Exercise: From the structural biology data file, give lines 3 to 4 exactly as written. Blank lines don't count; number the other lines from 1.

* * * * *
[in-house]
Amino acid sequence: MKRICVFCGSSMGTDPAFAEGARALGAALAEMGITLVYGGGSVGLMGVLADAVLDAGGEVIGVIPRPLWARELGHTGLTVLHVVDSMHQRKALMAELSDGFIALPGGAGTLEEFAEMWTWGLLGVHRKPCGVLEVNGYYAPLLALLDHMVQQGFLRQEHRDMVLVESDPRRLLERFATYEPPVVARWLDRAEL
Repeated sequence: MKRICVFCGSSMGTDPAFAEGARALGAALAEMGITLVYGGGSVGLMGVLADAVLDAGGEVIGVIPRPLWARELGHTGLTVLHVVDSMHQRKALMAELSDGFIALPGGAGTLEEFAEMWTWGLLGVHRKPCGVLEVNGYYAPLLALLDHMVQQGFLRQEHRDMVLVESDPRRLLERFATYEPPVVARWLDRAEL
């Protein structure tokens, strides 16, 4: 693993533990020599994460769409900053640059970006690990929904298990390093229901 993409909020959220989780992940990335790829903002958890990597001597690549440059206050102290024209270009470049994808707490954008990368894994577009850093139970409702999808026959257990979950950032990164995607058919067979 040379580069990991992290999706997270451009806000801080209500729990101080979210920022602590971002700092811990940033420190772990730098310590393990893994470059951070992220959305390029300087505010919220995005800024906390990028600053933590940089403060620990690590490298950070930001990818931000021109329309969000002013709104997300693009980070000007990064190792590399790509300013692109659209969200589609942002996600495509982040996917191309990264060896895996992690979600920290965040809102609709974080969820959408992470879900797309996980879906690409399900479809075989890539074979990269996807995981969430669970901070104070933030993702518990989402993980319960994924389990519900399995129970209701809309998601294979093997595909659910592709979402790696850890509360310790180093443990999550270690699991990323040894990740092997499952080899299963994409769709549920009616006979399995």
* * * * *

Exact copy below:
Repeated sequence: MKRICVFCGSSMGTDPAFAEGARALGAALAEMGITLVYGGGSVGLMGVLADAVLDAGGEVIGVIPRPLWARELGHTGLTVLHVVDSMHQRKALMAELSDGFIALPGGAGTLEEFAEMWTWGLLGVHRKPCGVLEVNGYYAPLLALLDHMVQQGFLRQEHRDMVLVESDPRRLLERFATYEPPVVARWLDRAEL
């Protein structure tokens, strides 16, 4: 693993533990020599994460769409900053640059970006690990929904298990390093229901 993409909020959220989780992940990335790829903002958890990597001597690549440059206050102290024209270009470049994808707490954008990368894994577009850093139970409702999808026959257990979950950032990164995607058919067979 040379580069990991992290999706997270451009806000801080209500729990101080979210920022602590971002700092811990940033420190772990730098310590393990893994470059951070992220959305390029300087505010919220995005800024906390990028600053933590940089403060620990690590490298950070930001990818931000021109329309969000002013709104997300693009980070000007990064190792590399790509300013692109659209969200589609942002996600495509982040996917191309990264060896895996992690979600920290965040809102609709974080969820959408992470879900797309996980879906690409399900479809075989890539074979990269996807995981969430669970901070104070933030993702518990989402993980319960994924389990519900399995129970209701809309998601294979093997595909659910592709979402790696850890509360310790180093443990999550270690699991990323040894990740092997499952080899299963994409769709549920009616006979399995």